In light of the Sioux Falls School District’s proposal to build three elementary schools in the next few years, a reader asks:
“From where does the school district get its money to build and renovate? Is it part of the $ that they get per student? Why can’t they take this money, earmarked for building funds, and give their teachers and staff a decent living wage?”
Here’s my answer:
The money school boards get for construction comes from their Capital Outlay (CO) levy, a tax on property owners in the district. School boards may levy up to $3 per $1,000 of assessed valuation. About 2/5 of all districts in the state charge the full $3; Sioux Falls charged $2.405 in 2011.
CO is separate from the General Fund (GF), which mostly pays for salaries. GF money comes from several places:
- the per-student allocation set by the Legislature, which is $4,491 this year and comes from property taxes and various state revenue sources, such as sales taxes, trust funds and video lottery;
- the district’s $7.5 million opt out, which is paid by local property owners;
- and a variety of more obscure sources that depend on other activity within the school district boundaries, such as bank franchise taxes, wind farm taxes and traffic tickets.
The Legislature in recent years has blurred the line between CO and GF. They’ve temporarily allowed school boards to spend CO funds on certain GF costs. So while it’s possible to take away money meant for school construction and give it to teachers, that flexibility is set to expire soon; at the same time, it’s risky to deplete your construction funds.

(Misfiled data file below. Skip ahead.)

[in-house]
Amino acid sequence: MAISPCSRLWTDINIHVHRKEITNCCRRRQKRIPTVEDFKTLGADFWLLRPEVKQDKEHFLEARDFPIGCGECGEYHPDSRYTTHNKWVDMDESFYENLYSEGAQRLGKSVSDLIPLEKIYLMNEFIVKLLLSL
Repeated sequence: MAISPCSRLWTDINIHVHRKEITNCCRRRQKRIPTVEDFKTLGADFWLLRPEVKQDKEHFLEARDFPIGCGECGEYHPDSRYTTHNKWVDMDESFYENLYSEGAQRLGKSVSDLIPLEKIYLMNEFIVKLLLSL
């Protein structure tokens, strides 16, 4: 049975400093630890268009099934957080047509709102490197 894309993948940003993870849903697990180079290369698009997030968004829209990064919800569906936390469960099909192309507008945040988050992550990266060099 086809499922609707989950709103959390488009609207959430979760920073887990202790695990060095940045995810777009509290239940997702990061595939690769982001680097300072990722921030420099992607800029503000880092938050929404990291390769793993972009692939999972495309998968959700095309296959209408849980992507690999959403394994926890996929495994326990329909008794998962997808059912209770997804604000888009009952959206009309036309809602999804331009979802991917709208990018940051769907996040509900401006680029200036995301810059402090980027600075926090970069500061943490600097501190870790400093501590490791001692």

If the school board really wants to increase teacher pay, they could:
- jack up the opt out even higher (easy enough);
- lobby the Legislature for more per-student funding (somewhat effective); or
- initiate a ballot measure that would increase the state sales tax (ineffective)
Also worth noting when we’re talking about the Sioux Falls district is there is a six-year collective bargaining agreement in place, which ties increases in teacher pay to increases in the state’s per-student allocation. There is no expectation that the board give its teachers any more money than they’ve bargained for.